Excessive access

Times Staff Writer

THERE are times when the drama offstage at the Sundance Film Festival overshadows what is happening on screen, and 2006 is shaping up as one of those years.

This is the 25th anniversary of the Sundance Institute, dedicated to "encouraging individual artists to tell their stories their own way," and it should be the best of times for the institute's festival, which opens in Park City, Utah, on Thursday night with the premiere of Nicole Holofcener's "Friends With Money."

For one thing, independent submissions are through the roof: The hard-pressed selection staff looked at 3,148 features, up from last year's 2,613, as well as more than 4,300 shorts. For another, indie-style films such as "Brokeback Mountain," "Capote" and "Good Night, and Good Luck" are dominating the awards season as never before. This roaring success, however, has also brought unwanted attention and aggressive commercialization to the independent world. Through no fault of its own, Sundance has become Mardi Gras North, a celebrity magnet and party destination for people with zero interest in watching films, independent or otherwise.

Hoping to capitalize on all that buzz, publicists for all manner of pricey brands and "lifestyle clients" show up in increasing numbers to set up shop at the festival. Intuition, which insists it is "Hollywood's hottest boutique," rents space on Main Street to display its wares; the humble town lift center turns into the elite "VIP hub" known as the Village at the Lift; and even the perennial, once-casual Queer Brunch party now has a "presenting sponsor."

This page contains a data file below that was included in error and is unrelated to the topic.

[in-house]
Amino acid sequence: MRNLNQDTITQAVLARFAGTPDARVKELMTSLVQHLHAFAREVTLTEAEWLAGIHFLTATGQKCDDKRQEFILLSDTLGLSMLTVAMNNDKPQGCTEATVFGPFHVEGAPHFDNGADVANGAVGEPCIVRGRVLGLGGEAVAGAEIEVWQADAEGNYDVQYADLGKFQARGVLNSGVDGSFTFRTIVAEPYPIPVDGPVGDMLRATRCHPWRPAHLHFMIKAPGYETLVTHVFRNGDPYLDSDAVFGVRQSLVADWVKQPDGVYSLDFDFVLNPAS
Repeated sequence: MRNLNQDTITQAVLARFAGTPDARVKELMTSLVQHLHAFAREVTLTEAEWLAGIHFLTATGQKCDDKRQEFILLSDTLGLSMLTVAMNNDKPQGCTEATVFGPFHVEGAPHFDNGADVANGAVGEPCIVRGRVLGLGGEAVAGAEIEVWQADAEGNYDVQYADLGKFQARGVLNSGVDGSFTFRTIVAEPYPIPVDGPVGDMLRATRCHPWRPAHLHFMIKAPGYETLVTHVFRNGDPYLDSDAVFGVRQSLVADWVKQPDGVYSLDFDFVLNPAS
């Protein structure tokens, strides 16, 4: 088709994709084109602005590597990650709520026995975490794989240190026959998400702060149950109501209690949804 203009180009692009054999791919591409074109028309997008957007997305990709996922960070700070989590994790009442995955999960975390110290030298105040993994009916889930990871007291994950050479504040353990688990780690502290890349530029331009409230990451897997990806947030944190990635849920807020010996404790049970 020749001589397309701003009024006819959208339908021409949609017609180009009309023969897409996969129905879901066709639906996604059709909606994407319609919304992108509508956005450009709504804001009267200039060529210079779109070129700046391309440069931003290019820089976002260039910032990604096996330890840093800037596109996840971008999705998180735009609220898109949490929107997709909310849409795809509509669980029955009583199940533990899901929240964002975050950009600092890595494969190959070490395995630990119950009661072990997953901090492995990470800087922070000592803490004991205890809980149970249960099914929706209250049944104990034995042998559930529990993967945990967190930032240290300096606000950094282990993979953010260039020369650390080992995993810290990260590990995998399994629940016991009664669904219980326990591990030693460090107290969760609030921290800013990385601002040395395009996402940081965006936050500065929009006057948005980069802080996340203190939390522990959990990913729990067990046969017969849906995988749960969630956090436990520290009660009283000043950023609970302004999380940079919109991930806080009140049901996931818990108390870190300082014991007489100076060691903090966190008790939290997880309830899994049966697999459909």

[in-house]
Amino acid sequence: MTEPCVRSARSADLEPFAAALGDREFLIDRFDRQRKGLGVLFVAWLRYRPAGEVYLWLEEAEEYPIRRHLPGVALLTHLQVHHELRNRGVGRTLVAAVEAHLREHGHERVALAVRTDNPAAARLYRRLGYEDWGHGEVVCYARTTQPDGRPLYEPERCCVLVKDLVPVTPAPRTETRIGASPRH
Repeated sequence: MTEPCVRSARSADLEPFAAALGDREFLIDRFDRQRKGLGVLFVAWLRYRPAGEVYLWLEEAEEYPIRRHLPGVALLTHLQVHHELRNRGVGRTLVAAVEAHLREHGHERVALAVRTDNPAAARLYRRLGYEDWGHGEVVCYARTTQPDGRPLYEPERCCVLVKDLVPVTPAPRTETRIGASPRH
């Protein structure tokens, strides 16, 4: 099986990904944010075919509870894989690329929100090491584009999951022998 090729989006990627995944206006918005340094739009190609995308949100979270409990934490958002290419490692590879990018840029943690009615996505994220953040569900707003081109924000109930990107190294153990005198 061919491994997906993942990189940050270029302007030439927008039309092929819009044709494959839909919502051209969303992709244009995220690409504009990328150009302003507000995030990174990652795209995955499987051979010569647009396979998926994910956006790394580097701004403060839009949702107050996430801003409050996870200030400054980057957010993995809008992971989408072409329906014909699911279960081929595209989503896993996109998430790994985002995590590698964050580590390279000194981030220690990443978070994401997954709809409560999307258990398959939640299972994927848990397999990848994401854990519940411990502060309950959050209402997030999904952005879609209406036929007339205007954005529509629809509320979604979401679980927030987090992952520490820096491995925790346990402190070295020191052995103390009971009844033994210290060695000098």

One way to cope with this mania for marketability and market share is to throw yourself in the opposite direction, to be as aggressively anti-commercial as possible in the festival's centerpiece event, the dramatic feature competition. Which, judging from what festival toppers told the trades when the Sundance slate was announced, is exactly what has happened.

Calling this year's event "as independent as it's ever been," festival director Geoffrey Gilmore underlined the fact that "there can be no confusion between the films we're showing and anything the studios would have even considered making." Added director of programming John Cooper: "Usually, we get our information from normal sources -- producers, sales reps and agents. But a lot of this festival's lineup will be unknown even to them."

Filling the dramatic selection with uncompromisingly unknown directors with sketchy real-world prospects certainly makes the festival happy. And some of these films, for instance "Half Nelson," starring the always compelling Ryan Gosling as an urban public school teacher, are of quality. But as an overall philosophy, whether this attitude makes the competition pure or just purely unwatchable remains at least for now an open question.

As always with Sundance, those looking for even slightly familiar names will have better luck in the slimmed-down Premieres section. Perhaps the very best of these is writer-director Holofcener's terrific opening-night film. A exquisitely calibrated hypermodern comedy of manners starring Jennifer Aniston, Joan Cusack, Catherine Keener and Frances McDormand as L.A. best friends, this is a quietly devastating knockout punch about love and life in the city's Westside from someone who knows the territory intimately.

Among the other strong premieres are:

* "Art School Confidential," Terry Zwigoff and Daniel Clowes' amusingly mordant examination of what it takes to succeed in the world of fine art;

* "The Darwin Awards," Sundance vet ("Cherish") Finn Taylor's genial off-center comedy starring Joseph Fiennes and Winona Ryder as investigators looking into the stupid ways some people die;

* "Kinky Boots," an extremely pleasant British diversion about the effect a drag queen played by Chiewetel Ejiofor has on a traditional shoe factory in staid Northampton;